We live in a very fast paced society, where we’re running through life mach 2 with our hair on fire. For many of us, we have an “Athletic A-Type” of personality. That’s me, or what I used to be. I would focus on the same kind of exercises that parlay with my current lifestyle. For example, choosing a yoga class at the gym would be a power orientated class with lots of movement. The more I’m sweating profusely in a hot room the better! It’s considered the norm that we A-Types do many things at once, multitasking ourselves to poor health and creating “dis” ease in our bodies. We forget what the true definition is for “human being”, yet we act like “human doings” and forget to just “be” in the moment. It is here, in the moment, where all the magic happens.
I was that person not long ago…
25 years of being a competitive athlete in martial arts I literally beat up my body. All of this wear and tear brought me kicking and screaming to yoga. I was facing yet another surgery, I had old nagging injuries, and was running my life so fast that I had no idea what slow down actually meant. It wasn’t until I had a life changing wake-up call that I realized the importance of living in the moment.
After breaking/dislocating my elbow and being told I would be deformed for the rest of my life, I was inspired to take back control of my body. Who would have thought, the very thing I resisted is exactly what I needed to get my body back to its former state.
I embarked to India, determined to do this from the source, and received my yoga certification. I believed this would force me to do something good for myself and my body, as I now had the responsibility of teaching others. This is how a lot of us operate in the western world. We take on many responsibilities that belong to others and will do more for them than we do for ourselves. We lose the biggest responsibility we all have in life, which is taking care of one’s self.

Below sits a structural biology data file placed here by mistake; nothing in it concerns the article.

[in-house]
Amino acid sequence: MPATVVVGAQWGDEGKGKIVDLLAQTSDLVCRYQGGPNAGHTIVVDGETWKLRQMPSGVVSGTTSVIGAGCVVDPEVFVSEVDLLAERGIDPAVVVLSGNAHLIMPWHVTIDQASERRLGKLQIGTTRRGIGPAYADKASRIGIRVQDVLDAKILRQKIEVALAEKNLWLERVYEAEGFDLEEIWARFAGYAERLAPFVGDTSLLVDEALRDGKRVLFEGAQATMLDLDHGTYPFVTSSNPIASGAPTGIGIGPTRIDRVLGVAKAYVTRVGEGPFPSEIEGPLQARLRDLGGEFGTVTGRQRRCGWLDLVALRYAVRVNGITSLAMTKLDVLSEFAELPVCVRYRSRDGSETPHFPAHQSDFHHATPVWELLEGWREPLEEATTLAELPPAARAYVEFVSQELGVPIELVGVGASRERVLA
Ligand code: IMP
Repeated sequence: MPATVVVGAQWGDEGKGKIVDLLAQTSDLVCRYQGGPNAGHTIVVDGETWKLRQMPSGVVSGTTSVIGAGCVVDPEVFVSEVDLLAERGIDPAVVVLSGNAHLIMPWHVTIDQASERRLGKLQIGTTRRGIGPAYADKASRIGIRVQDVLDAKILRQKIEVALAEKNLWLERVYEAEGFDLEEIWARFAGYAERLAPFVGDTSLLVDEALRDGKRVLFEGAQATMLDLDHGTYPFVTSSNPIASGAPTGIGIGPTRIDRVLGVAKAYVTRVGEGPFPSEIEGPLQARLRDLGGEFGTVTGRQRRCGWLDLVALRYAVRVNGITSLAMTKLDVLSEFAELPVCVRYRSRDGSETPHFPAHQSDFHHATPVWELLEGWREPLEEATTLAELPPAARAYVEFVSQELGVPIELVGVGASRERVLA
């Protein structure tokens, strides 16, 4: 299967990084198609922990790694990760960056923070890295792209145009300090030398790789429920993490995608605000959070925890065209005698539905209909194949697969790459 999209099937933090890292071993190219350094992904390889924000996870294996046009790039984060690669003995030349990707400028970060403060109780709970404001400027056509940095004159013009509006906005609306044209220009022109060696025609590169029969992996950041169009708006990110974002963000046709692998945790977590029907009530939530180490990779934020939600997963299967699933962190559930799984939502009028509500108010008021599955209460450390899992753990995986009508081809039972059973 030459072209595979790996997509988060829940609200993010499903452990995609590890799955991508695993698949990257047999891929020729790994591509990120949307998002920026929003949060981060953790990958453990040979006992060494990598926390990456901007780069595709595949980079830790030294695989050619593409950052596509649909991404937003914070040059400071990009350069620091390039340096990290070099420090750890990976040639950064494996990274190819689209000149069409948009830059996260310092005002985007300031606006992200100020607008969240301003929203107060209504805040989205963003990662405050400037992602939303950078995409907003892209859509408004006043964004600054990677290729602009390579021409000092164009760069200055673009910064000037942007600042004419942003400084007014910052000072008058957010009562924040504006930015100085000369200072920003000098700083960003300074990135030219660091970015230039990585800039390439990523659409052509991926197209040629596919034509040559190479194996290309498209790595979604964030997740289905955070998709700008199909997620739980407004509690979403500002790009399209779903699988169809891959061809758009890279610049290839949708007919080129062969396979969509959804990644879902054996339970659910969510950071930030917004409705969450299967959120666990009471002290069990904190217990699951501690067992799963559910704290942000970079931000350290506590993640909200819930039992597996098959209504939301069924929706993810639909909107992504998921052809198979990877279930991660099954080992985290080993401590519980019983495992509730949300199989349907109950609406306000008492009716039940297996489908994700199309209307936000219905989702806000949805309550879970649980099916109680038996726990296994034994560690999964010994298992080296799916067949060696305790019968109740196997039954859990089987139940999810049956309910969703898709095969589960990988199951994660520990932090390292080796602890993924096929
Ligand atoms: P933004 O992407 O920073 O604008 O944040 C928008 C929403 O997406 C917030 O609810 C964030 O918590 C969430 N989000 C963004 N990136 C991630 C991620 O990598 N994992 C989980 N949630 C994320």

Yes, it’s true, I’m another one of those stories about how yoga and meditation saved my life. In 2014, I became a yoga therapist teaching yin and restorative yoga. This was a surprise to even me, as this was the very nemesis of everything I avoided for most of my adult life. I seriously thought I would be teaching power yoga with martial arts combined! Now I have clients staring back at me like I am looking into a mirror to my past. The most important lesson I can impart onto my students is finding out how to slow down, recharge, and to set your nervous systems back to neutral.
Balance of Yin (feminine-receptive-right brain) and Yang (masculine-aggressive-left brain) energies became the prime focus in my journey. The reason I am sharing this with you fellow yangster’s is because balance was my saviour and played a significant part in my healing process. The best and easiest access to finding balance is through yin yoga. Here you can find your balance and create a restorative energy, helping you find that reset button buried deep within and most likely desperately waiting to come out. What we resist will always persist.
Yin yoga practice consists of long, deep stretching which helps cultivate a meditative mind. This deep yoga practice allows space for emotional cleansing and deep physical openings, particularly through the hips, pelvis and spine. It targets the connective tissues such as tendons, ligaments and fascia within the body.
These are considered the yin tissues of the body and the yang is the muscle.
There are three main principles to the yin practice:
- Hold the seated poses for a length of time (usually 3-5 minutes) to encourage the slow and safe opening of connective tissues
- Find stillness in the pose and connect to the meditative mind
- Find that spot to come to that feels sensation that is not pain
Focus on your breath, softness and surrender, allowing for deep exploration of your body. You will leave feeling deeply relaxed and peaceful. It’s quite a challenging practice due to the length of time postures are held, but is open to all levels and is a perfect complement to more active, yang styles of yoga and the busyness of our everyday lives.